Utagawa Kunisada/Toyokuni III (1786-1865) Ichimura Uzaemon XIII as Tekomae Kakitsu from the series Yoi matsuri sugato, 1862/63. Oban.
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This very fine actor portrait completed two years before the artist’s death, is typical of the mature style of Kunisada and the final refinement of the late Edo portrait style. The crushing censorship of the Shogunate was long gone and yet the creative renaissance that it ignited remains in this powerful half length portrait of the actor Ichimura Uzaemon. (Uzaemon changed his name to Ichimura Kakitsu IV in 1863).
The print comes from a short series titled Contemporary Figures on the Eve of a Festival. Each print portrays a well known actor of the day in a role for which he was famous. The habit of ‘disguising’ actor’s identities with obscure subtitles harks back to the censorship of the 1840’s. The picture has all the traits of the great actor portrait: Uzaemon stands alone in half length, his family crest decorates his outer kimono and his arms are covered with lavish tattoos. His right arm has a tattoo of a dragon clutching the Hindu (Buddhist) pearl of purity and wisdom in its claw. The tail of the dragon is just visible beneath the sleeve on the other arm. He is wearing a decorative bonnet in honour of the forthcoming festival and he adopts the heroic pose of the noble tough… the Ronin or leaderless samurai.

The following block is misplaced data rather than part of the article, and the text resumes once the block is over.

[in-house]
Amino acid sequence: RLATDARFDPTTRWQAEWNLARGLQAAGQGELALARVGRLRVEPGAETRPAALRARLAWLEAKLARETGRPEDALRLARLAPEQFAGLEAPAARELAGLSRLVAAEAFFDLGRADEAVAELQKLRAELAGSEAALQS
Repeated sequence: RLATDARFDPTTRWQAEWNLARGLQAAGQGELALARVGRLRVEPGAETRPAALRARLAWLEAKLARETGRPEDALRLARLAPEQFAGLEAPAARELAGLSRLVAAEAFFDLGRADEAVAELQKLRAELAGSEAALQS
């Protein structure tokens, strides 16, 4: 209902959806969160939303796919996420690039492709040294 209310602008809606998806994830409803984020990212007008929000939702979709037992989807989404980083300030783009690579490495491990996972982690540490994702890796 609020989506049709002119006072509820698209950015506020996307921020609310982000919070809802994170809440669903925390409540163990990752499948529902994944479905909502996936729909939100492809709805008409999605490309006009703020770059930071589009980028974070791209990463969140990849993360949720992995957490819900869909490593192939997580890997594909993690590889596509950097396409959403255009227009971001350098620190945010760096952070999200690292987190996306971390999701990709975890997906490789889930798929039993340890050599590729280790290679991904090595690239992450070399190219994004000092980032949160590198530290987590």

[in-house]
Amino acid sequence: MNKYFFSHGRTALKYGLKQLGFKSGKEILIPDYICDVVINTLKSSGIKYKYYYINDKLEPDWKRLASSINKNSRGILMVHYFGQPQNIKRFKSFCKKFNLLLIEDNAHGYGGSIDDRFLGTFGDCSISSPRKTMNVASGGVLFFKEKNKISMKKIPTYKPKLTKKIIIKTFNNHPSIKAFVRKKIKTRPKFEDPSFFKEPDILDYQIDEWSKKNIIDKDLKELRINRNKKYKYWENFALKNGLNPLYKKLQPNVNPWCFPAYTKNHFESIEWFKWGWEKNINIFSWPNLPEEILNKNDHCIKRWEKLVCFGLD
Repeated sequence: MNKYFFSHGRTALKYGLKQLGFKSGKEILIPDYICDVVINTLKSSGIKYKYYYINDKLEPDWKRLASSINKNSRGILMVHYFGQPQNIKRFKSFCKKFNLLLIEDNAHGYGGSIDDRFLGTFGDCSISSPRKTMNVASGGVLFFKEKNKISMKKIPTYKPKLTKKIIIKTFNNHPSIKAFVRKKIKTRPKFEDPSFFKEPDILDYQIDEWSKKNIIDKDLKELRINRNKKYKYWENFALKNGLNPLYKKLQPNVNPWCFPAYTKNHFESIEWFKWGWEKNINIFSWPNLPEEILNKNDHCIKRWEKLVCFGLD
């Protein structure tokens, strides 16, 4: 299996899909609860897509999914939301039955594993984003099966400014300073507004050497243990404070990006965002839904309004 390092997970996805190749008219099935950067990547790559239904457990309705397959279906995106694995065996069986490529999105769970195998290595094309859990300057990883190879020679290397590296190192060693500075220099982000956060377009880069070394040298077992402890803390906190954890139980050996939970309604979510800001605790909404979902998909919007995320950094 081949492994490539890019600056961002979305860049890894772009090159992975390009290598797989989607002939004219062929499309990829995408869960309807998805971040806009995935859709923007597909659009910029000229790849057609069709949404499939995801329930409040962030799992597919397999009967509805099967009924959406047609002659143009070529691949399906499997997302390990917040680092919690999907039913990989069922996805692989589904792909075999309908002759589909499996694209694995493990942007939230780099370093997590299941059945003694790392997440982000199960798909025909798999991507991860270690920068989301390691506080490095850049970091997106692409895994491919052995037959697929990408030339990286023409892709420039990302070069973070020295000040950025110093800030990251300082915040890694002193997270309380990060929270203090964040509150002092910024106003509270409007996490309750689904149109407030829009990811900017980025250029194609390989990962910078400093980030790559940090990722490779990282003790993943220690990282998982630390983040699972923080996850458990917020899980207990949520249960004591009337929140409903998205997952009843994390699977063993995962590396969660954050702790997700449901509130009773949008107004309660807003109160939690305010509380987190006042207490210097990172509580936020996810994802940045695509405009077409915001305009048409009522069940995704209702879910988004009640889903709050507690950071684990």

As with so many of Kunisada’s late theatre portraits, the drawing is sensitive and robust, the detail and the quality of the printing outstanding. This is a very good early impression in excellent condition, there is mica applied to the upper portion of the background. Strong impression and unfaded colour.
Published by Kagaya Kichibei.
24 x 35.5 cm.